I've always been acutely aware that learning about colour is a conscious act for me. It wasn't until recently that I discovered that it isn't for most people. They seem to learn about colour naturally. I want to improve my ability to understand and use colour in my creative works, so I've started reading the book Color Problems which is a practical guide to understanding and using colour published in 1901. Some of the science of how the eye works is a bit ... creative by our standards. But I've learned all sorts of fascinating things from this book already. When my eyes are tired from reading words, I look at the pictures (the book has over 100 coloured prints)
This one, in particular, grabbed my attention.
Without reading the words, the grouping of colours seemed quite natural to me. But then I read the chapter about colour blindness and some of the different ways it manifests. It's funny, I can see that these aren't grouped by the colour they are supposed to be and yet, the groupings seem to make sense to me.
Now I'm curious about colourbliness. I know I'm not because I've been tested many times. But maybe there are many ways to perceive and interpret colour? I don't know. It's just an idle thought I had.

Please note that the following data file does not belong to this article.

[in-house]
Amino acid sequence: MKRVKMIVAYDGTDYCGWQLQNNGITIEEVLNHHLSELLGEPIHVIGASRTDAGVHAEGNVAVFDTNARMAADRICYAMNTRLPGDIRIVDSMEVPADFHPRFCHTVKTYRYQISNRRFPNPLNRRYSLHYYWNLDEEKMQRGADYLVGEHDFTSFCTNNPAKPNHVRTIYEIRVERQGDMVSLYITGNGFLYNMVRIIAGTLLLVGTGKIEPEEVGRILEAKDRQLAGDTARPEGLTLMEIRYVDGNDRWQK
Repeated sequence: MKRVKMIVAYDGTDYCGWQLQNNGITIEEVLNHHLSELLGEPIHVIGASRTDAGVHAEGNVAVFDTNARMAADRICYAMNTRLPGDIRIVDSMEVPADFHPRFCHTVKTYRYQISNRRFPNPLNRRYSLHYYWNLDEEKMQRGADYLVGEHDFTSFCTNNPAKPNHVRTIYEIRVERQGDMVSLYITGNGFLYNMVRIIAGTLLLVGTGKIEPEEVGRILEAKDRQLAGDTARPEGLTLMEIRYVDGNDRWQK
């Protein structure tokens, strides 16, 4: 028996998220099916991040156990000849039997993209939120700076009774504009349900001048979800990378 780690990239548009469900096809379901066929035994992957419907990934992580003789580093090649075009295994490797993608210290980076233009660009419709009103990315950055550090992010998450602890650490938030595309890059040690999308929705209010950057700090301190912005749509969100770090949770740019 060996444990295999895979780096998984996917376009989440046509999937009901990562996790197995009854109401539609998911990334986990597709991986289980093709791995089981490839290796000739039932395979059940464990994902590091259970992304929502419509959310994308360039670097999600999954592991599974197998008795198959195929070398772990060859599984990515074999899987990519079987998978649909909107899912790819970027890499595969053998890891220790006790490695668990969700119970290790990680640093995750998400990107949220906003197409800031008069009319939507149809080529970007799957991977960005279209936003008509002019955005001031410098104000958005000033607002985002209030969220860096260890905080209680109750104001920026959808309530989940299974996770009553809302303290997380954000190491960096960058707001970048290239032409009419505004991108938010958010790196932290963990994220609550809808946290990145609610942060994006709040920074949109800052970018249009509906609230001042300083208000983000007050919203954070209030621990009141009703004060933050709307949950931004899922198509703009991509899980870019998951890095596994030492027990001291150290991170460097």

I'm going to bounce around google for a while to learn more about how people who are colour blind perceive the world. I want to learn more about this. Are there different kinds of colour blindness? What does it mean? Do people see the world in greyscale? Google will tell me, I'm sure. But I thought it would be fun to start a thread about it and see where it leads.
Here's the test I used from that thread, and it's how we found out that my husband's dad and sister are blue/green colorblind, and his mom is colorblind across the spectrum (she can't distinguish between similar colors).
I find colorblindness fascinating. My grandfather was red/green colorblind, and my cousin is to a small degree. It seems that I don't carry the trait, as my son isn't colorblind. But, who knows? It's recessive on the X chromasone, so maybe I carry it and passed it on to my daughter.
I recall running across some websites where you could upload a picture and see how it looks for those with different types of colorblindess.
I have a red/green color vision deficiency, not the most severe but pretty significant. Those wool colors are hopeless to classify. There's maybe one yellow in the yellow group I would have considered a yellow (but wool doesn't take yellows well, not natural dyes anyway, not the sort of bright sunshiney yellows I enjoy). There's nothing in the red group that I could have confidently put in a group with that label; it's all brown, mud, forest, or greenish/natural colors. There's maybe three greens in the green group I would call confidently; two "traditional" greens and an aqua that I only know belongs in the green group because it was my mother's favorite color and there was enough discussion of it to know she considered it predominantly green despite it being, technically, a blue-green mix. Blues I believe I would have sorted four into into that group.